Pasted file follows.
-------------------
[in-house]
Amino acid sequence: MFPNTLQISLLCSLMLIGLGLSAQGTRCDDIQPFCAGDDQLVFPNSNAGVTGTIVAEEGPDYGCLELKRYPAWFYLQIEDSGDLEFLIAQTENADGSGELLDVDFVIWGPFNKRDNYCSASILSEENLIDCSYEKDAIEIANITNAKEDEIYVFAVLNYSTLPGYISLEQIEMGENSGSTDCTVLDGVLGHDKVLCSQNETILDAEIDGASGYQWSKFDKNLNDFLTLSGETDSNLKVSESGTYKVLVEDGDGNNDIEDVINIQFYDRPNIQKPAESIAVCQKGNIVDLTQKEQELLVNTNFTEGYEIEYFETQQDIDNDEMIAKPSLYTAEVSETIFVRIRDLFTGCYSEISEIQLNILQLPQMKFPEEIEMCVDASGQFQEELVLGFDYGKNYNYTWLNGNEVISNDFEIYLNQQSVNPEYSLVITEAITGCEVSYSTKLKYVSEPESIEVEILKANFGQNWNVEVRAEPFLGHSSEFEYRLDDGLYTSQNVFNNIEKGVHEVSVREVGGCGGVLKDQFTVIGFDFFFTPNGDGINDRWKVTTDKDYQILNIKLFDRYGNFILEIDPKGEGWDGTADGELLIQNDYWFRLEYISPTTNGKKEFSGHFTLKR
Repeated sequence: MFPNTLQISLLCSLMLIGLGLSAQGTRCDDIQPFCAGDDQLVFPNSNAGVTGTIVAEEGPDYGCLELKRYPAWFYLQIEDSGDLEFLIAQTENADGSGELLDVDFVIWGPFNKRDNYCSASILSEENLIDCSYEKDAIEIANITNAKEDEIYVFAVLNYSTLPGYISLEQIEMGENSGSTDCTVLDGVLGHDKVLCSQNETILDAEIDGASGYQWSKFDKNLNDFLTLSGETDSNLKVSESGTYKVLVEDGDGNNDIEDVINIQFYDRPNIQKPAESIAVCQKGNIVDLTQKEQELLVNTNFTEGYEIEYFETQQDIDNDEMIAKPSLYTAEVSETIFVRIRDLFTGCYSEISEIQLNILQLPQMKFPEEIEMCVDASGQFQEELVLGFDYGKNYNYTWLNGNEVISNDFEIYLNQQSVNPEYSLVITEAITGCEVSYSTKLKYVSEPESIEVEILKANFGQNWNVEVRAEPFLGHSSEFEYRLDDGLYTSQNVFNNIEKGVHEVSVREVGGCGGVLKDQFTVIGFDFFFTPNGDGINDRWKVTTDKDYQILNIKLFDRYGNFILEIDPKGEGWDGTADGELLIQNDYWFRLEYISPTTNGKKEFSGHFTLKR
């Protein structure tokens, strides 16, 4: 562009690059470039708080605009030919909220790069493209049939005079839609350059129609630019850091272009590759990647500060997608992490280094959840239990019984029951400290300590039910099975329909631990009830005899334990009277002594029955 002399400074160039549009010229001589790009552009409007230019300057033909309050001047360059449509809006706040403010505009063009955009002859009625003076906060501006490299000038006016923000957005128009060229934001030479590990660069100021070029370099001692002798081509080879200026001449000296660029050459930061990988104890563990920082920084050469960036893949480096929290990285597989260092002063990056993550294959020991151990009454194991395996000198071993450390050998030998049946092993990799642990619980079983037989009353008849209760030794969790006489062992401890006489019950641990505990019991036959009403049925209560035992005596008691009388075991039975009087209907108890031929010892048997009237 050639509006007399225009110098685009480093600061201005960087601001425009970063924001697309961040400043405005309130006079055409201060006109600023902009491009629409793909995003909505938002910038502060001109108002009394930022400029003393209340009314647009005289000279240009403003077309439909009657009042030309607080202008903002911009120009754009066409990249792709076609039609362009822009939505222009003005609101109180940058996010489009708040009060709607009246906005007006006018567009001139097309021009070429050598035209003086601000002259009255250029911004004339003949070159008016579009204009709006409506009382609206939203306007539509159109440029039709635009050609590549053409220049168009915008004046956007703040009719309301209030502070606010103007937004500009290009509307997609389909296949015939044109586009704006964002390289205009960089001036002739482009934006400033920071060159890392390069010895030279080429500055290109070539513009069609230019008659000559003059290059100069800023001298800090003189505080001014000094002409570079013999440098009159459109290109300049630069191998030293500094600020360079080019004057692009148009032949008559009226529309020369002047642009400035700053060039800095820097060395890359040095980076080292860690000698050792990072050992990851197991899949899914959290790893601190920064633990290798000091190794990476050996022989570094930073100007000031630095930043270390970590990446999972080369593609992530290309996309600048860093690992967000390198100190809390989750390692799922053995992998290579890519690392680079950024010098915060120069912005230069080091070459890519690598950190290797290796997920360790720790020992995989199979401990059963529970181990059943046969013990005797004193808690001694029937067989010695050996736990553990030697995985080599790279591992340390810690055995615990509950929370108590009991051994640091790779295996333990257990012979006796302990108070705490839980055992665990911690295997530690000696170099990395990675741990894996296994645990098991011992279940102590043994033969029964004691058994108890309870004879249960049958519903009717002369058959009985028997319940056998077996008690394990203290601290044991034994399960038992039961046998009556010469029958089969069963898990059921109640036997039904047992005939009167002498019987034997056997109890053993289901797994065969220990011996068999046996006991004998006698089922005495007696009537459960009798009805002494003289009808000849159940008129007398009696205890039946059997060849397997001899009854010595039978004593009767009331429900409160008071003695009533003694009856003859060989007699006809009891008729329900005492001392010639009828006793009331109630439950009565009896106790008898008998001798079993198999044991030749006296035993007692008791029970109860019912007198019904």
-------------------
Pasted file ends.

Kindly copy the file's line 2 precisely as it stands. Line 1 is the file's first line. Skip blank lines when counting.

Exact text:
Amino acid sequence: MFPNTLQISLLCSLMLIGLGLSAQGTRCDDIQPFCAGDDQLVFPNSNAGVTGTIVAEEGPDYGCLELKRYPAWFYLQIEDSGDLEFLIAQTENADGSGELLDVDFVIWGPFNKRDNYCSASILSEENLIDCSYEKDAIEIANITNAKEDEIYVFAVLNYSTLPGYISLEQIEMGENSGSTDCTVLDGVLGHDKVLCSQNETILDAEIDGASGYQWSKFDKNLNDFLTLSGETDSNLKVSESGTYKVLVEDGDGNNDIEDVINIQFYDRPNIQKPAESIAVCQKGNIVDLTQKEQELLVNTNFTEGYEIEYFETQQDIDNDEMIAKPSLYTAEVSETIFVRIRDLFTGCYSEISEIQLNILQLPQMKFPEEIEMCVDASGQFQEELVLGFDYGKNYNYTWLNGNEVISNDFEIYLNQQSVNPEYSLVITEAITGCEVSYSTKLKYVSEPESIEVEILKANFGQNWNVEVRAEPFLGHSSEFEYRLDDGLYTSQNVFNNIEKGVHEVSVREVGGCGGVLKDQFTVIGFDFFFTPNGDGINDRWKVTTDKDYQILNIKLFDRYGNFILEIDPKGEGWDGTADGELLIQNDYWFRLEYISPTTNGKKEFSGHFTLKR